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Are you in the market for one of the numerous credit cards offering 0% APR introductory interest rates? Well, you have a bit of cost-comparison homework to do.

These tempting cards are ideal for helping consumers consolidate and pare down debt or make big-ticket purchases like televisions or furniture, but their terms and rewards programs are not the same. Each issuer crafts card-specific terms and conditions that result in different returns and costs, depending on your financial and living situation.

Some are better suited for consumers with fair credit who want minimal balance transfer fees. Others cater to travelers with meaty airline rewards and hotel discounts, although they often carry larger annual fees.

Here are eight credit cards that offer substantial 0% interest terms, but with significant differences in the fine print:

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Chase Slate

Pros: The Chase Slate card is among consumers' most highly rated credit cards offering 0% APR interest rates. It has a longer introductory term of 15 months both on purchases and balance transfers.

This card is particularly suited for cardholders with good credit who are trying to reduce their debt load because Chase waives its 3% balance transfer fee if you transition funds to the card within the first 60 days. The waived balance transfer fee is fairly unique among credit cards with 0% offers.

Chase Slate has no annual fee and an average APR range of 13.24% to 23.24%.

Cons: As a more simple credit card, Chase Slate does not offer bonus cash-back rewards like many other credit cards do. And it does not offer points toward Chase's Ultimate Rewards Program.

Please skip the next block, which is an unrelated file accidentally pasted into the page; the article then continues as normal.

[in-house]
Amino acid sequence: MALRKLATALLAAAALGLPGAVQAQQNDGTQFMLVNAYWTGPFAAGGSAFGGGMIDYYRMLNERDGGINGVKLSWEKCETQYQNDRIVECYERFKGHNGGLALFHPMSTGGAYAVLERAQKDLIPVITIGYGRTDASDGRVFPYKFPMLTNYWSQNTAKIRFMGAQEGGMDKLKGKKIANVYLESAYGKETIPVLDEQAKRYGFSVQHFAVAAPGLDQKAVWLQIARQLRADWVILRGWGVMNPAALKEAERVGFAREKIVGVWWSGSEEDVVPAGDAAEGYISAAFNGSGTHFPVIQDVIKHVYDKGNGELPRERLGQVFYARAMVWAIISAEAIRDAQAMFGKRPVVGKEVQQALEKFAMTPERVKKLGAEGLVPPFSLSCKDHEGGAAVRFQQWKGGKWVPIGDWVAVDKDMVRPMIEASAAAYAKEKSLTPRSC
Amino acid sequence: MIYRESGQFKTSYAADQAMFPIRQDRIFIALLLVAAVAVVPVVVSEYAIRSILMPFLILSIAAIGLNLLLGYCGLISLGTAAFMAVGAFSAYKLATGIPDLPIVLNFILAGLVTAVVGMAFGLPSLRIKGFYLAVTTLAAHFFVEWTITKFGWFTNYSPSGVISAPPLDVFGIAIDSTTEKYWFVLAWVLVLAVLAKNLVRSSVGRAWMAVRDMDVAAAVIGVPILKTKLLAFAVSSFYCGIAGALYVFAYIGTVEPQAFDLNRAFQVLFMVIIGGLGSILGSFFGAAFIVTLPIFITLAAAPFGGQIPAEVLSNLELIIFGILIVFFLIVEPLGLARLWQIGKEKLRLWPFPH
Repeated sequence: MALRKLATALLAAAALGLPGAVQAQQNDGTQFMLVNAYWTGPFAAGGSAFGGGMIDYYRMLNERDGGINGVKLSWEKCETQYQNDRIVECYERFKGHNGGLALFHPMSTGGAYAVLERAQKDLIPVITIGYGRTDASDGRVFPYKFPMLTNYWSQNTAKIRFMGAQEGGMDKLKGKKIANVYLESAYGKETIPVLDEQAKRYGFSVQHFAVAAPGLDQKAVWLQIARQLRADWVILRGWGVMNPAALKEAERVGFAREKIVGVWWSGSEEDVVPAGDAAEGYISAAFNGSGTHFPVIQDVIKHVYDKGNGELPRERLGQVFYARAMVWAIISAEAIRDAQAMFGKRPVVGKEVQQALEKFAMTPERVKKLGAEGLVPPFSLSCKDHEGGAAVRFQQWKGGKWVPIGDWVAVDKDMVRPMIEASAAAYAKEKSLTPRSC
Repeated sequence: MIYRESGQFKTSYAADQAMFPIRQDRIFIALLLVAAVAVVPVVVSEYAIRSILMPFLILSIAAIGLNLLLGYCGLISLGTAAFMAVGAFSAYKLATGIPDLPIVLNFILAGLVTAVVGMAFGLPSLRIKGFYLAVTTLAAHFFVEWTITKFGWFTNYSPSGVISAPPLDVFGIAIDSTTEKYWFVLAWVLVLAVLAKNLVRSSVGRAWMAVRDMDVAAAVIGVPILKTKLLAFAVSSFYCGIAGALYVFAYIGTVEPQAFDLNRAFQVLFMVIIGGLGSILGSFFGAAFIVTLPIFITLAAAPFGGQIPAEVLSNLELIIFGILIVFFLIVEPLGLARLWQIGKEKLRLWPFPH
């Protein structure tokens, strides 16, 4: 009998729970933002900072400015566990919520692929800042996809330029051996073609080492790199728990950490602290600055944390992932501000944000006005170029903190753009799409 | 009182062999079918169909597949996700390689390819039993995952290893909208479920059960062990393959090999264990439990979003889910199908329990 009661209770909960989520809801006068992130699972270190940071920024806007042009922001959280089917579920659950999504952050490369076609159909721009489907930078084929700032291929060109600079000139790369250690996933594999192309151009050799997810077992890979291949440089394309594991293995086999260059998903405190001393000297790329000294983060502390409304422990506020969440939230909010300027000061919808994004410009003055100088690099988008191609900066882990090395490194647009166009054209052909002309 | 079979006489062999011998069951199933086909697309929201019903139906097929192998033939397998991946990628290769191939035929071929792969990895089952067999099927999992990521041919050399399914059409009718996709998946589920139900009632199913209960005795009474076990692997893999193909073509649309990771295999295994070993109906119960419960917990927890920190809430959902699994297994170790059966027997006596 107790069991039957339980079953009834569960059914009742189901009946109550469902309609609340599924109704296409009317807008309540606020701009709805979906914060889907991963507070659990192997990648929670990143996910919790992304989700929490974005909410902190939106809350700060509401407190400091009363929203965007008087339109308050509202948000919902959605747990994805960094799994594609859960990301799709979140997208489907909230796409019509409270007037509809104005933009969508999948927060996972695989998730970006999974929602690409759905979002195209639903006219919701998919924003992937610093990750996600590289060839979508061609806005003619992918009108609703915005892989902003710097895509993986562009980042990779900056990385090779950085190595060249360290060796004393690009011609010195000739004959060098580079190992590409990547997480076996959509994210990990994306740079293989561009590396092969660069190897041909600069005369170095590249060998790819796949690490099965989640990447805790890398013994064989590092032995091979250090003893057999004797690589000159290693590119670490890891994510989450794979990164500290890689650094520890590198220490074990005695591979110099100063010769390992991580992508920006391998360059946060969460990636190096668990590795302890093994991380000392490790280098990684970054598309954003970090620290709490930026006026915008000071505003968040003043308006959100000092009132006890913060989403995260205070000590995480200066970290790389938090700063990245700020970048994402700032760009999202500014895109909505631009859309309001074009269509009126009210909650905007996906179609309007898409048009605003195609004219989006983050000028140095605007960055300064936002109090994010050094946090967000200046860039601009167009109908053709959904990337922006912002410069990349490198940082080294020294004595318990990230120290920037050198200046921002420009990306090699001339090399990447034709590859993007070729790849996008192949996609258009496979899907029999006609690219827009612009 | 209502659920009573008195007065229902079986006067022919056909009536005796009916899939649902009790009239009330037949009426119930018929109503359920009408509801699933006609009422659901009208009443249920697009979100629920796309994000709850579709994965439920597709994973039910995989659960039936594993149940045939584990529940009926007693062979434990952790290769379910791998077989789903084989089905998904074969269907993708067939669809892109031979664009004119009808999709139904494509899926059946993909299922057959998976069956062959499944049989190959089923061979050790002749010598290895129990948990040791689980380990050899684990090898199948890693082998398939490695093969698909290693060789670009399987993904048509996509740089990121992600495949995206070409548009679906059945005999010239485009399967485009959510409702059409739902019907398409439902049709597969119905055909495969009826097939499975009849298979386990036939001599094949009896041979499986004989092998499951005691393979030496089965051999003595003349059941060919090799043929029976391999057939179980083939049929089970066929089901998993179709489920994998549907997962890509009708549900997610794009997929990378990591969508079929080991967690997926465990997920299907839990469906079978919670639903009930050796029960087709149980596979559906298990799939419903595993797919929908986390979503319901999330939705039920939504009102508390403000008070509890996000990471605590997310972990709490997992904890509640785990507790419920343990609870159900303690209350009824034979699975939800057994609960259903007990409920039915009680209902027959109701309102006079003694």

Also, those who have moderate credit scores are less likely to qualify.

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Citi Simplicity

Pros: Citi Simplicity offers one of the longest introductory offers with 21 months of no-interest on both purchases and balance transfers. An APR range of 13.24% to 23.24% follows.

Citi Simplicity's standout benefit is that it does not charge late fees, which is rare in the credit card world. And this card has no annual fee.

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Cons: Balance transfers can enjoy the longer interest-free time period, but the fee is 3% of the transferred balance. Also, this card offers no rewards program and is geared for those with excellent credit.

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Discover it

Pros: Discover it's introductory 0% APR range is 18 months for balance transfers and six months for purchases. After that, interest rates range from 11.24% to 23.24% with no annual fee.

Discover it is known for its healthy cash-back rewards program, which offers unlimited rewards with 5% cash back in varying quarterly categories like restaurants, gas or home improvement stores. Cardholders earn 1% cash back in other purchases. Plus, as part of its introductory promotion, Discover doubles the cash you've earned in the first year.

Cons: Discover generally requires at least good credit. The card also has a 3% balance-transfer fee that can offset some of the savings during the introductory period.

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Capital One QuicksilverOne

Pros:Capital One QuickSilverOne Cash Rewards card is one of the best balance transfer cards for those with fair credit, or credit scores from 650 to 699. It has no balance transfer fee, meaning that any money saved during the zero-percent interest period, which runs through November 2016 and includes purchases and transfers, is pure savings.